Southern California -- this just in

« Previous Post | L.A. NOW Home | Next Post »

Nicole Bershon, head of LAPD watchdog agency, steps down

July 5, 2011 | 11:46 am

After little more than a year on the job, the head of the watchdog agency that keeps tabs on the Los Angeles Police Department announced Tuesday that she is leaving her post.

Nicole Bershon, who was selected as the L.A. Police Commission's inspector general May 2010, is departing to accept a new position as a commissioner for the Los Angeles County Superior Court.

In making the announcement at a commission meeting, Bershon said she would remain for a few weeks and did not know exactly when she would step down.

The commission, the civilian board that oversees the LAPD, must now launch a search for Bershon’s replacement.

The inspector general's office serves as the commission’s eyes and ears in the LAPD, reviewing all cases involving serious force by officers, as well as conducting regular audits and reviews of the department’s operations.

The office gained increased stature in 2009 when the LAPD was freed from several years of federal oversight that stemmed from an earlier corruption scandal.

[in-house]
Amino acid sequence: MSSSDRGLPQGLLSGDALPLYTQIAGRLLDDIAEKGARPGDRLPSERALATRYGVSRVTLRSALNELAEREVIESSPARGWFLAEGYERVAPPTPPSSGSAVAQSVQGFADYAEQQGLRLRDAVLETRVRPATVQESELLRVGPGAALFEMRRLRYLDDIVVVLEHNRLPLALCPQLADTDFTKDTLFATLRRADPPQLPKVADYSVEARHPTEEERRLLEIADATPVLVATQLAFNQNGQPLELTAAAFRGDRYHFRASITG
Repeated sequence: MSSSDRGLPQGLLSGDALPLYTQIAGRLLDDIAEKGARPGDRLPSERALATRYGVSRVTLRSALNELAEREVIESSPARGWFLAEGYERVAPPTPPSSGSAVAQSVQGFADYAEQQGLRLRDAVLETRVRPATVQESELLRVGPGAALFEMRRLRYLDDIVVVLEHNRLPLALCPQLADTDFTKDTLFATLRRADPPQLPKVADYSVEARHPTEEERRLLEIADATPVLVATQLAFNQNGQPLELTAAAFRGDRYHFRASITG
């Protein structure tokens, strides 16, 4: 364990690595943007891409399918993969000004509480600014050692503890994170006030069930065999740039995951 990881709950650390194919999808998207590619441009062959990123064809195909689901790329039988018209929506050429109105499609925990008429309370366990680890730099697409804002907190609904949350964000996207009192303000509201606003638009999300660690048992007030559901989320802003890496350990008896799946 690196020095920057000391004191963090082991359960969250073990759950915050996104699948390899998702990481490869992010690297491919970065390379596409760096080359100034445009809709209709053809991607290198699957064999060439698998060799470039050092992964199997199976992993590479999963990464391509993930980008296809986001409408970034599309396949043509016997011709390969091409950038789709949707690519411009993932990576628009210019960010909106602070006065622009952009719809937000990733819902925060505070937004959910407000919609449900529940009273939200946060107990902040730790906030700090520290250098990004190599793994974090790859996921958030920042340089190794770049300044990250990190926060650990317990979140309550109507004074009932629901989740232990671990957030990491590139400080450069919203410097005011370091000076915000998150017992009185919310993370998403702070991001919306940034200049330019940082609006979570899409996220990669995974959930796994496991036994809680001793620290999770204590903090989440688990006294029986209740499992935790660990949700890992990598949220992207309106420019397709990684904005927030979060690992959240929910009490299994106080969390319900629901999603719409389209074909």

As part of the agreement to end the oversight, the inspector general’s office directed to compile periodic reports on the department’s ongoing efforts to address claims of racial profiling against its officers and other hot-button issues.

Bershon had earned praise from senior police officials, who described her as fair-minded, and commissioners alike.

Under her, the office’s team of auditors and investigators managed to keep up with its heavy workload despite staffing shortages.

In her first week on the job, Bershon walked into a flurry of criticism when The Times reported that her predecessor had failed to publish hundreds of public reports that summarized officer use-of-force cases.

Bershon promised that her office would complete at least five of the reports each week -- a vow she kept.

Commission President John Mack called Bershon’s move “a huge loss” and expressed concern that the search for her replacement would be difficult.

“Last time, there were not that many qualified candidates, and Nicole was the obvious choice among them," he said. "In my opinion, we don’t have an obvious choice this time around.”

Trained as an attorney, Bershon held jobs in private firms and the L.A. city attorney’s office before joining the inspector general’s office as an assistant inspector in 2002.


Hiker rescued from Angeles National Forest

Trial to begin in slaying of gay middle school student

Girl may lose sight in one eye after illegal fireworks accident

-- Joel Rubin at LAPD headquarters
twitter.com/joel rubin

Photo: LAPD headquarters. Credit: Al Seib / Los Angeles Times